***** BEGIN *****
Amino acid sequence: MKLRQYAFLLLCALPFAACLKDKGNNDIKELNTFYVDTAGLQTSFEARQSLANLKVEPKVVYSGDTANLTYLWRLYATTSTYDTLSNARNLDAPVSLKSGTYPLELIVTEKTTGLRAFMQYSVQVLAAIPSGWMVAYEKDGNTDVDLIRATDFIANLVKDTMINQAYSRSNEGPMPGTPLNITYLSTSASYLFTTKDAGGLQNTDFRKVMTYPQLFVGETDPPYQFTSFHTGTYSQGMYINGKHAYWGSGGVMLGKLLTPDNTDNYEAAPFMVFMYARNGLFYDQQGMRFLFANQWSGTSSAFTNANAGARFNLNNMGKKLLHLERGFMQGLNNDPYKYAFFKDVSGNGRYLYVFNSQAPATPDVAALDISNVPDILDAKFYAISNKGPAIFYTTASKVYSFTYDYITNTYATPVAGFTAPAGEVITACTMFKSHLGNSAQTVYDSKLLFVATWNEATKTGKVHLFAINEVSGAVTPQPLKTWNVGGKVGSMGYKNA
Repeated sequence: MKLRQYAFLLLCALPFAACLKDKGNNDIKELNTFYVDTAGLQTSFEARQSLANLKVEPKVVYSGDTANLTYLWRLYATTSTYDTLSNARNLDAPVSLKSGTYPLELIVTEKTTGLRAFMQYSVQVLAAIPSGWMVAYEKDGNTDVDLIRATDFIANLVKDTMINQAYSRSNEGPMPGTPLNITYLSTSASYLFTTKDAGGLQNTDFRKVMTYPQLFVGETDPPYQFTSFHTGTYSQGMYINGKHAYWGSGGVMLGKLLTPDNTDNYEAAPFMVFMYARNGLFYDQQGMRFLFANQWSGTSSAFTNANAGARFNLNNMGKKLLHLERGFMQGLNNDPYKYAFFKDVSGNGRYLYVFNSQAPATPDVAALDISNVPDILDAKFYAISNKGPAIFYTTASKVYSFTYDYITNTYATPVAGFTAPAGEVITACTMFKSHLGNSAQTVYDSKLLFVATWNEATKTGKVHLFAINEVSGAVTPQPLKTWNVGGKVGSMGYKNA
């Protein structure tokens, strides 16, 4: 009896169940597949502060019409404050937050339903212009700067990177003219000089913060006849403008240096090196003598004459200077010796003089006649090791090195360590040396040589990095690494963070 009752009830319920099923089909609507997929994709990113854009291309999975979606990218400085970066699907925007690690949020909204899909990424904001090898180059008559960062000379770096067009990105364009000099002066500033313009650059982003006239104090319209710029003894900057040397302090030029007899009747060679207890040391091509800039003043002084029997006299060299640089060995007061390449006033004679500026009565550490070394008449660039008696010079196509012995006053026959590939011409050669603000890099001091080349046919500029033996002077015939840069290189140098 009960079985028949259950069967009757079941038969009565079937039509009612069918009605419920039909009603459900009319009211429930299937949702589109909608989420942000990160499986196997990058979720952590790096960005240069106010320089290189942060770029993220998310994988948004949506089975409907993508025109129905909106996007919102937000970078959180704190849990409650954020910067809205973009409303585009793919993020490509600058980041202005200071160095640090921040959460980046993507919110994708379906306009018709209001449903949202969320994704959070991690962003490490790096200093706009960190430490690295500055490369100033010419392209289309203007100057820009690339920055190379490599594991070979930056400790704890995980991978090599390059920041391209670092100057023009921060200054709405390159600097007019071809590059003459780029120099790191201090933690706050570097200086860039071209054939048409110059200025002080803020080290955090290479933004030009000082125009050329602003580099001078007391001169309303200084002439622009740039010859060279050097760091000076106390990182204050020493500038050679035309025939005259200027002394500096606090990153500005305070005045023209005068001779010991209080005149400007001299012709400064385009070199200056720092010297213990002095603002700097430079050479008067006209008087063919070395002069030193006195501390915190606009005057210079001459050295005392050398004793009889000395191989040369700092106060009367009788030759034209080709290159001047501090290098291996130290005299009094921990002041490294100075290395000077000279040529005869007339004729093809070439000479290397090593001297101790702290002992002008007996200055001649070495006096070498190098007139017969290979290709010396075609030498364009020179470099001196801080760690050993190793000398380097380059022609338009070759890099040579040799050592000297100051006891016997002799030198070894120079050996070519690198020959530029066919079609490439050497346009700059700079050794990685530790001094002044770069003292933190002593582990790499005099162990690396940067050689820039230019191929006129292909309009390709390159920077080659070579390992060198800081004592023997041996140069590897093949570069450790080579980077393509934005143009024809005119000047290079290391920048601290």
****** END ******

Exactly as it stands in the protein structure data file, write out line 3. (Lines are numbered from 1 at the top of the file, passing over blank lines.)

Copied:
């Protein structure tokens, strides 16, 4: 009896169940597949502060019409404050937050339903212009700067990177003219000089913060006849403008240096090196003598004459200077010796003089006649090791090195360590040396040589990095690494963070 009752009830319920099923089909609507997929994709990113854009291309999975979606990218400085970066699907925007690690949020909204899909990424904001090898180059008559960062000379770096067009990105364009000099002066500033313009650059982003006239104090319209710029003894900057040397302090030029007899009747060679207890040391091509800039003043002084029997006299060299640089060995007061390449006033004679500026009565550490070394008449660039008696010079196509012995006053026959590939011409050669603000890099001091080349046919500029033996002077015939840069290189140098 009960079985028949259950069967009757079941038969009565079937039509009612069918009605419920039909009603459900009319009211429930299937949702589109909608989420942000990160499986196997990058979720952590790096960005240069106010320089290189942060770029993220998310994988948004949506089975409907993508025109129905909106996007919102937000970078959180704190849990409650954020910067809205973009409303585009793919993020490509600058980041202005200071160095640090921040959460980046993507919110994708379906306009018709209001449903949202969320994704959070991690962003490490790096200093706009960190430490690295500055490369100033010419392209289309203007100057820009690339920055190379490599594991070979930056400790704890995980991978090599390059920041391209670092100057023009921060200054709405390159600097007019071809590059003459780029120099790191201090933690706050570097200086860039071209054939048409110059200025002080803020080290955090290479933004030009000082125009050329602003580099001078007391001169309303200084002439622009740039010859060279050097760091000076106390990182204050020493500038050679035309025939005259200027002394500096606090990153500005305070005045023209005068001779010991209080005149400007001299012709400064385009070199200056720092010297213990002095603002700097430079050479008067006209008087063919070395002069030193006195501390915190606009005057210079001459050295005392050398004793009889000395191989040369700092106060009367009788030759034209080709290159001047501090290098291996130290005299009094921990002041490294100075290395000077000279040529005869007339004729093809070439000479290397090593001297101790702290002992002008007996200055001649070495006096070498190098007139017969290979290709010396075609030498364009020179470099001196801080760690050993190793000398380097380059022609338009070759890099040579040799050592000297100051006891016997002799030198070894120079050996070519690198020959530029066919079609490439050497346009700059700079050794990685530790001094002044770069003292933190002593582990790499005099162990690396940067050689820039230019191929006129292909309009390709390159920077080659070579390992060198800081004592023997041996140069590897093949570069450790080579980077393509934005143009024809005119000047290079290391920048601290």